Since 2007 it has become an annual tradition for me to volunteer as part of the Tribeca Crew at the Tribeca Film Festival. I have to say that every year I grow more and more excited for it’s arrival in the spring, and every year my expectations are exceeded as far as films, events, and celebrity encounters go. This year was probably my most successful and professional year working for the festival, and I also saw the most films this year. I was smart enough to do a nice, long in-depth review of the Film Guide before the festival started so I could make a list of things I wanted to see in advance. While I didn’t get to see all of my picks I did get to see a nice chunk of them, and I’d like to share my thoughts on them with you.
“Sexy Baby” was the first film of the 2012 Tribeca Film Festival I had the pleasure of seeing and I have to say I thoroughly enjoyed it. The documentary follows three main subjects: 12 year old Winifred who is growing up in the Facebook generation with no guidance while her parents are facing a divorce, 22 year old Laura, an elementary school teacher getting labiaplasty due to a comment made to her by a guy about her labia being bigger than a porn stars, and former porn star Nichole who is dealing with finding her self again after being married, retiring from porn, and working on having a baby with her husband. It’s an eye-opening look at three different generations being affected by the over-sexed society we live in and adjusting to it in different ways. I would definitely recommend parents, students, and teachers alike see this film to get an idea of what the generations growing up now and the generations to come will be facing.
Chris Colfer wrote and stars in this indie teen drama centering around a determined high school journalist who uses his peers, a multitude of different personalities ranging from the snobby teenager (Sarah Hyland), to a secretly gay popular male student (Carter Jenkins), to his one and only friend: a loner with a video camera (Rebel Wilson), to create a literary magazine in hopes of improving his chances of getting into Northwestern. In the process he changes their perspective on life as well as his own, especially as he overcomes some personal issues including his bumpy relationships with his divorced parents – a useless alcoholic mom (Allison Janney) and an estranged father (Dermot Mulroney). While the star-studded cast was definitely a draw for me, I have to say the film was good but not great. I will say though that I’m still definitely impressed with Chris Colfer for breaking out of what I thought would be his typecast role on ‘Glee‘.
Newcomer Jess Weixler stars in this coming of age dramedy about a young girl trying to figure out what the hell to do with her life. The film takes place over the course of one terrible day while Jillian (Weixler) gets stuck filling in for her best friend on a shady ice cream truck in the middle of nowhere with a dead cell phone and a raging hangover. The film was OK – but not something I was really thrilled with. I think if it had been stretched out over a longer period of time instead of one day, maybe if it were even one week, that it would have had more of an effect on me. The best part of the film are the small roles Jesse Eisenberg and Jason Ritter have in the film, both of whom are definitely the saving graces.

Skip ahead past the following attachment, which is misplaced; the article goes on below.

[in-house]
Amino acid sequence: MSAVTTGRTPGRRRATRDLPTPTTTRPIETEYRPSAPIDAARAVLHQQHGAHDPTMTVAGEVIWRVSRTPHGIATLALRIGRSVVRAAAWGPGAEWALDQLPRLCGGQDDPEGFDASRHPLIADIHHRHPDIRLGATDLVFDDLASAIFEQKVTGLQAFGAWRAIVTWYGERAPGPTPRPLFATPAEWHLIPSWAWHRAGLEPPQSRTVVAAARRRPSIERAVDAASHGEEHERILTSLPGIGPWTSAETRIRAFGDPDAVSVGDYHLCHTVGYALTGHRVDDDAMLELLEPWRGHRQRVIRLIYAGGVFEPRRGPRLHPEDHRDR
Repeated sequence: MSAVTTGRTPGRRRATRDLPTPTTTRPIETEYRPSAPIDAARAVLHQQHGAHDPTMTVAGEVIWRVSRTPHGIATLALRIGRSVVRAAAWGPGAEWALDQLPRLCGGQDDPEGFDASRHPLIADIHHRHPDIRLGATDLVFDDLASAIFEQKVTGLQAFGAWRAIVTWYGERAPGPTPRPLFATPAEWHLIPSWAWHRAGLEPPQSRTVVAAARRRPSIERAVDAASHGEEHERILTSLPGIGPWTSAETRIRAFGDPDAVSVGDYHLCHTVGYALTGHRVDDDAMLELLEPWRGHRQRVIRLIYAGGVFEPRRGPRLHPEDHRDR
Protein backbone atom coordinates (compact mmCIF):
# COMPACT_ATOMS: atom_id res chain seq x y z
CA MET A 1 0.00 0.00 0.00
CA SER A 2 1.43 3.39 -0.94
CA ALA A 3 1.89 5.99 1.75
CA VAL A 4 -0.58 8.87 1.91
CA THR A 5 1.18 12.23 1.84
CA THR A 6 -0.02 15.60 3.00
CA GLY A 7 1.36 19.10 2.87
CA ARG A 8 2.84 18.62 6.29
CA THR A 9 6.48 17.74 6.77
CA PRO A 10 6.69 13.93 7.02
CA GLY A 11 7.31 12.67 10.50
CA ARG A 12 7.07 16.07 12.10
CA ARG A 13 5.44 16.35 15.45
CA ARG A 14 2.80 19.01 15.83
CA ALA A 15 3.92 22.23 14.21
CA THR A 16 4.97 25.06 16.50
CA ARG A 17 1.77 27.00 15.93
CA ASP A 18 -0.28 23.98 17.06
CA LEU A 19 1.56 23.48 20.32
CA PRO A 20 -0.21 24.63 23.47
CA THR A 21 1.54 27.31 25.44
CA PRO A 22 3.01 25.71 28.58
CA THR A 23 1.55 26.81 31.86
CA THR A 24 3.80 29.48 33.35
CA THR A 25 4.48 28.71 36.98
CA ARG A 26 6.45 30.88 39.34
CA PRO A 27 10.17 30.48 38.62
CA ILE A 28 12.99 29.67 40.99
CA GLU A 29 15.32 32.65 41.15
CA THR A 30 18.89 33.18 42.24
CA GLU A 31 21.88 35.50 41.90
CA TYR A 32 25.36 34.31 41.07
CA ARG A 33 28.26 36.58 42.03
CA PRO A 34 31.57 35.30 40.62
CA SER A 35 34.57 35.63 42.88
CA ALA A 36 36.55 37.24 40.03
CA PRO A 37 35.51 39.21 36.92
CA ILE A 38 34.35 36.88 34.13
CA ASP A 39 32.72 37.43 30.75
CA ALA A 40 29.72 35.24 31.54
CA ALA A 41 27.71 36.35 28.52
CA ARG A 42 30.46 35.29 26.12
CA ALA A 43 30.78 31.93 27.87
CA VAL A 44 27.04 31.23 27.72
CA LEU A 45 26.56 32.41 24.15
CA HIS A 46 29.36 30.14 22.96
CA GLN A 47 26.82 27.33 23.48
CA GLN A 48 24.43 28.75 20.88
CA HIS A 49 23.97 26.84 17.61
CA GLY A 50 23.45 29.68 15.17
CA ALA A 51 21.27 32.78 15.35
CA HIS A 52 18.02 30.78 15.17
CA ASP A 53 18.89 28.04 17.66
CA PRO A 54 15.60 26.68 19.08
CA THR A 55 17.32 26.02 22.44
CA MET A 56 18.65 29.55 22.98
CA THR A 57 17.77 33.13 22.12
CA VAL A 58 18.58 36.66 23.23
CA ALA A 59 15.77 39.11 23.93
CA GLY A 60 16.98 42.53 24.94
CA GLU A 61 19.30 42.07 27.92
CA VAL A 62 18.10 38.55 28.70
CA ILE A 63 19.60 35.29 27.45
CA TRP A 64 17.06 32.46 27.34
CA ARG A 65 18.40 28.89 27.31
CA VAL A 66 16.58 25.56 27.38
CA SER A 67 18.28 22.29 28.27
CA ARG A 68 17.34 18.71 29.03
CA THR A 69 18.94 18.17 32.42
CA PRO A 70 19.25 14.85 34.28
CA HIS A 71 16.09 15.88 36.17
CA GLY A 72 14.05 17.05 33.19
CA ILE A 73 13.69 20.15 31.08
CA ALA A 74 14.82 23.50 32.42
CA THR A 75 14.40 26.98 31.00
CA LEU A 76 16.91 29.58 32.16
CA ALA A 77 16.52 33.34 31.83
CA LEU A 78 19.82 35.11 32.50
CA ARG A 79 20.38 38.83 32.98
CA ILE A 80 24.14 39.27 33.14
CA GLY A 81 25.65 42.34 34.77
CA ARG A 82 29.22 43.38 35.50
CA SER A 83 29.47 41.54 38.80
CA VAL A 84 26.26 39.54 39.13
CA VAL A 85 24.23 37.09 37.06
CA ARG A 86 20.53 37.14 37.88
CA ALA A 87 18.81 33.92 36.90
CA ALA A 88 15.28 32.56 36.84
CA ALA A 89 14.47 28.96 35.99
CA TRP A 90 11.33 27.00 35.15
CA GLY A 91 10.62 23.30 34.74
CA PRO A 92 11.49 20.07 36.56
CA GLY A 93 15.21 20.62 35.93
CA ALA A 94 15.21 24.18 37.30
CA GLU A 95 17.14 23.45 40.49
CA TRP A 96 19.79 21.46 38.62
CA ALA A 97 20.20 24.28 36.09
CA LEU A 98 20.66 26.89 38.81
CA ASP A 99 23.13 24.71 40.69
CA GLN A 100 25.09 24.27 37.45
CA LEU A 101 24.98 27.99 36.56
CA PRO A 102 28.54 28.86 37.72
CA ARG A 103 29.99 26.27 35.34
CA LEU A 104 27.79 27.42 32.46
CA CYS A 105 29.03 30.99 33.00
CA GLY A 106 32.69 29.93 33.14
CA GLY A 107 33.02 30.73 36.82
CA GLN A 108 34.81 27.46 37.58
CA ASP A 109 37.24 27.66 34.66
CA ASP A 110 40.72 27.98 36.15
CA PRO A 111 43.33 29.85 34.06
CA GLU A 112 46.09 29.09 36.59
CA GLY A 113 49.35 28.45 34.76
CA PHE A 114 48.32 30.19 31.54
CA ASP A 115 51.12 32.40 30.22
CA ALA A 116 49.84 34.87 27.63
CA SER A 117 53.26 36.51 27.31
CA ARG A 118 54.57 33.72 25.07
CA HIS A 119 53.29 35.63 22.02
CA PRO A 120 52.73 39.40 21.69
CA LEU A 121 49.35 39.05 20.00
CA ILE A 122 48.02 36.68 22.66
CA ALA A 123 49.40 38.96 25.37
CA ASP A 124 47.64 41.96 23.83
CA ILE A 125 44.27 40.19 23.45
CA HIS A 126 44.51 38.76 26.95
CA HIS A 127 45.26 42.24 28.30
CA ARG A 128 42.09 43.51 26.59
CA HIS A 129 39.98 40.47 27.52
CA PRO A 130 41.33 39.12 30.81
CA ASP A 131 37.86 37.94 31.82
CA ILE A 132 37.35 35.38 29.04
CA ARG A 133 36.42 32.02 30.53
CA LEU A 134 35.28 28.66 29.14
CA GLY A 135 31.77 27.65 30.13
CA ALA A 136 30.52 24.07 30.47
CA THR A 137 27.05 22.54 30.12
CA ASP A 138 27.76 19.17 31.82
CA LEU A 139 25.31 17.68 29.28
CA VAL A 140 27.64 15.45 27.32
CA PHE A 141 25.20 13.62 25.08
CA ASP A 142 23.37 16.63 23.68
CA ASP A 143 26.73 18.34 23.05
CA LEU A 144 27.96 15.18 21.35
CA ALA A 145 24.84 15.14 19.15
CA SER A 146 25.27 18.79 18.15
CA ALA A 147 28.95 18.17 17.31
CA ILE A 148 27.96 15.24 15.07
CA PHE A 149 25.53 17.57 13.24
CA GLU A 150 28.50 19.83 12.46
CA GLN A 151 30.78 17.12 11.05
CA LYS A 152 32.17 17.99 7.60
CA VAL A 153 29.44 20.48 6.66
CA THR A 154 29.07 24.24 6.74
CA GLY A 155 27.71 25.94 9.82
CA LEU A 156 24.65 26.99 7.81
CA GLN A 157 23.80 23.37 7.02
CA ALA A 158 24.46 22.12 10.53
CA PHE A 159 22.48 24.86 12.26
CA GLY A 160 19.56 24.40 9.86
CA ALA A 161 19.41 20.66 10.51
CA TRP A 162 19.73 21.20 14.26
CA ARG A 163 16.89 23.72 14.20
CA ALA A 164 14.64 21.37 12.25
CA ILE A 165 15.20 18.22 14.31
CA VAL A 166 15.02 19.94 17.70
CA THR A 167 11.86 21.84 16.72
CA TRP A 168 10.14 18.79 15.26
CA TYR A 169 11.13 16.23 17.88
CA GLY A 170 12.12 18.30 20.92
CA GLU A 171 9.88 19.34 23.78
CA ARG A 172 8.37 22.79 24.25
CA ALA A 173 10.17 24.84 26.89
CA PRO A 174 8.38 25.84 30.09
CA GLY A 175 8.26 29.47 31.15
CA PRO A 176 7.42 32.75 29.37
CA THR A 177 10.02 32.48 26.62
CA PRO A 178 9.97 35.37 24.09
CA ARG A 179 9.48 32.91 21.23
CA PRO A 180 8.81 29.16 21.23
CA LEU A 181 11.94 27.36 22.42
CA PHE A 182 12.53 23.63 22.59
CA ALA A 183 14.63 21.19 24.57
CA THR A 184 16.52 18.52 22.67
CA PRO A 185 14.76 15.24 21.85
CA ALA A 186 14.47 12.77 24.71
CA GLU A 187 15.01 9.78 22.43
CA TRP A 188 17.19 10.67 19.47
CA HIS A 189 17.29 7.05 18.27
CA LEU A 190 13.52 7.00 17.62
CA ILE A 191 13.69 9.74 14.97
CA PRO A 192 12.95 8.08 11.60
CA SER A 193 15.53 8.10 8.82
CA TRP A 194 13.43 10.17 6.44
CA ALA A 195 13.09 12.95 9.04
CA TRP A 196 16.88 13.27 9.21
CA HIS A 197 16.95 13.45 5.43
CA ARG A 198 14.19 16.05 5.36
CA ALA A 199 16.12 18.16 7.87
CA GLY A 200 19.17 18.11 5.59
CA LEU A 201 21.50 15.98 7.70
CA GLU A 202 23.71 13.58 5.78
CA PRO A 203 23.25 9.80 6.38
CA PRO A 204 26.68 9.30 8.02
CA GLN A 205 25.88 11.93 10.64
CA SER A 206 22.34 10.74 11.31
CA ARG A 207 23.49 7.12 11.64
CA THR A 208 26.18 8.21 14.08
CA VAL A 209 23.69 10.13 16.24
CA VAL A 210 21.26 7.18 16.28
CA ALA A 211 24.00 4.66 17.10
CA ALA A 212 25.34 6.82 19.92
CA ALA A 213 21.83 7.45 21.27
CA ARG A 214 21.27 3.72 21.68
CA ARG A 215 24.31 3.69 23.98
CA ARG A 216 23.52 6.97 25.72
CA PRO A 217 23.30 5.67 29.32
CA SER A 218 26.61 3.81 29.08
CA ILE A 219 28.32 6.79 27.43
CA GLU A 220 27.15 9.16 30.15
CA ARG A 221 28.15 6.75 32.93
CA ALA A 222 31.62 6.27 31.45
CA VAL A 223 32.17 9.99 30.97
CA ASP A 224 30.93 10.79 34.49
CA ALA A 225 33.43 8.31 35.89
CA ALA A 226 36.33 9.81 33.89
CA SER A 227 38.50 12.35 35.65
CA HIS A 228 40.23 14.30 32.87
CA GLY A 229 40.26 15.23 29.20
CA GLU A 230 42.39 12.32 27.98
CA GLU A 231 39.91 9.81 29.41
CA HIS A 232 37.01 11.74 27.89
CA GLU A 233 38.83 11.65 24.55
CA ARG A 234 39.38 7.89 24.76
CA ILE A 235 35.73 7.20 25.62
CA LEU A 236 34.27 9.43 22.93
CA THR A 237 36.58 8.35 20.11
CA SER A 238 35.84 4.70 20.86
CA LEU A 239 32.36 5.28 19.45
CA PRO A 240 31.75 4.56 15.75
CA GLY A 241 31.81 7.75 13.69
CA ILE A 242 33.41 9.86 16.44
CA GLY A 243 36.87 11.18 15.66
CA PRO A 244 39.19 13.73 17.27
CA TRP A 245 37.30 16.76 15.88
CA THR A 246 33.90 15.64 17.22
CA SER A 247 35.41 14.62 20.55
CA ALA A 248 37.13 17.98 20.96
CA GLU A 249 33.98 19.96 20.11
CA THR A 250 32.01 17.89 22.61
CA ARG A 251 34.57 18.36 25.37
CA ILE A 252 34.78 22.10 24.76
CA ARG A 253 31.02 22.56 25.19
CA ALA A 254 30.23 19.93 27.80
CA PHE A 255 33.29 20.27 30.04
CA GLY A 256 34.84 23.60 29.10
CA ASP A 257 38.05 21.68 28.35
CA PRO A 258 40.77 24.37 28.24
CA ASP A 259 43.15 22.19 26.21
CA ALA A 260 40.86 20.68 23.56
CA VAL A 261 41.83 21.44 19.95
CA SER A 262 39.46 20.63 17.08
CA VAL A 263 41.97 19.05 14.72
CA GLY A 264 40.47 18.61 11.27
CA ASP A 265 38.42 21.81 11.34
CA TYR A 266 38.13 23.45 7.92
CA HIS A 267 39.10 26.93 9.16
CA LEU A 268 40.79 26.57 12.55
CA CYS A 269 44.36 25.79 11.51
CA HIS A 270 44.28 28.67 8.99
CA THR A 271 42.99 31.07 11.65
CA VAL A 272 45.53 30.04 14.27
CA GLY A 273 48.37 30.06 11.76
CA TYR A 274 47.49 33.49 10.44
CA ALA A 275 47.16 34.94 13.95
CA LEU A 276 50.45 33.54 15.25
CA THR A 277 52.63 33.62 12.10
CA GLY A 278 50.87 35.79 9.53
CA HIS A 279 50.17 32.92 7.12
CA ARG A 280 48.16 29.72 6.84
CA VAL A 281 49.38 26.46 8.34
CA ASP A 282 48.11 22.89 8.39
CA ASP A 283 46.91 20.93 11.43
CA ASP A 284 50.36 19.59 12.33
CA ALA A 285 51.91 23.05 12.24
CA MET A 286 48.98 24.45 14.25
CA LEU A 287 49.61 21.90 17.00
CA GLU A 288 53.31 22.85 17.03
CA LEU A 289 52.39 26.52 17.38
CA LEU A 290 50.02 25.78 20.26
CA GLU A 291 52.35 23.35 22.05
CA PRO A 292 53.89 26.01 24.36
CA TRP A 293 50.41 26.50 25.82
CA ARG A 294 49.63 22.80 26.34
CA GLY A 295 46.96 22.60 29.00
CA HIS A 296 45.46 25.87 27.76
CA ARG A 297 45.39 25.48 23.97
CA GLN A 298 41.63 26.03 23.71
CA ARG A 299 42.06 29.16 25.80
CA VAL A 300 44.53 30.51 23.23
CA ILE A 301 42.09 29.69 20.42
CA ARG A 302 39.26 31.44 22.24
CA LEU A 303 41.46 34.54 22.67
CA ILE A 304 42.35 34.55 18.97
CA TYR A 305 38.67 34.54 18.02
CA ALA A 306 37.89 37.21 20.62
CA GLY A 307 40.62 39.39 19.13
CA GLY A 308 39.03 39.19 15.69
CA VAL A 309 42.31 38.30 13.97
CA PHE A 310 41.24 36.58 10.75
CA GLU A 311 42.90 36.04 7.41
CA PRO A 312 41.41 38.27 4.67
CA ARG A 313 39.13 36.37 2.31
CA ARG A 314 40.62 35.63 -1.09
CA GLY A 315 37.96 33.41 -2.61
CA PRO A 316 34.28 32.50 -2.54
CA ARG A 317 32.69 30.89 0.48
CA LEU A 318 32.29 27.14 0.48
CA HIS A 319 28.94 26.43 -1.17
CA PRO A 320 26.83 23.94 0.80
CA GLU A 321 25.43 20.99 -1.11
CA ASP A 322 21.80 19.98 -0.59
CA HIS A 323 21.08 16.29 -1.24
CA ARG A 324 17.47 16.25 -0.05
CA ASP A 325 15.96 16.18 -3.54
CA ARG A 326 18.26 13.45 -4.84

Rob Lowe stars in this political semi-drama that feels more like a brutally honest documentary than anything else. Paul Turner (Lowe) is every politicians knight in shining armor. There isn’t a single campaign crisis he can’t fix for you, even if it involves risking a complete strangers life. I have to say that I LOVED this film. With another star-studded cast featuring Jamie Chung, Jennifer Morrison, Carrie-Anne Moss, Eric McCormack, and Julie Bowen this was probably my favorite film of the festival. Any movie that can make me both laugh and cry all while sitting on the edge of my seat anticipating the characters next moves is something I will fawn over forever, and “Knife Fight” definitely did all of that and more.
Another documentary covering how society has drastically changed in an age where we are all much more self-aware than our ancestors before us, this one focuses on the men for once. Will Arnett and Jason Bateman take us on a journey through all of the different physical struggles men in today’s society regarding keeping themselves well-groomed and facing identity issues when it comes to “being a man”. The documentary had us all asking, “What defines a man these days?” and taught us that the definition changes from one man to the next, very rarely being the same in each of them. Judd Apatow, Zach Galifianakis, Paul Rudd, and Adam Corolla contribute to this hilarious but honest look inside the man’s brain. An absolute must see for EVERYONE.
The films on my ‘hit list’ that I missed are as follows: “Any Day Now“, “Babygirl“, “Double of Nothing“, “Freaky Deaky“, “Jack and Diane“, “Lola Versus“, “Take This Waltz“, and “Your Sister’s Sister“. Hopefully they all make an appearance in a theater or on Netflix soon so I can check them out!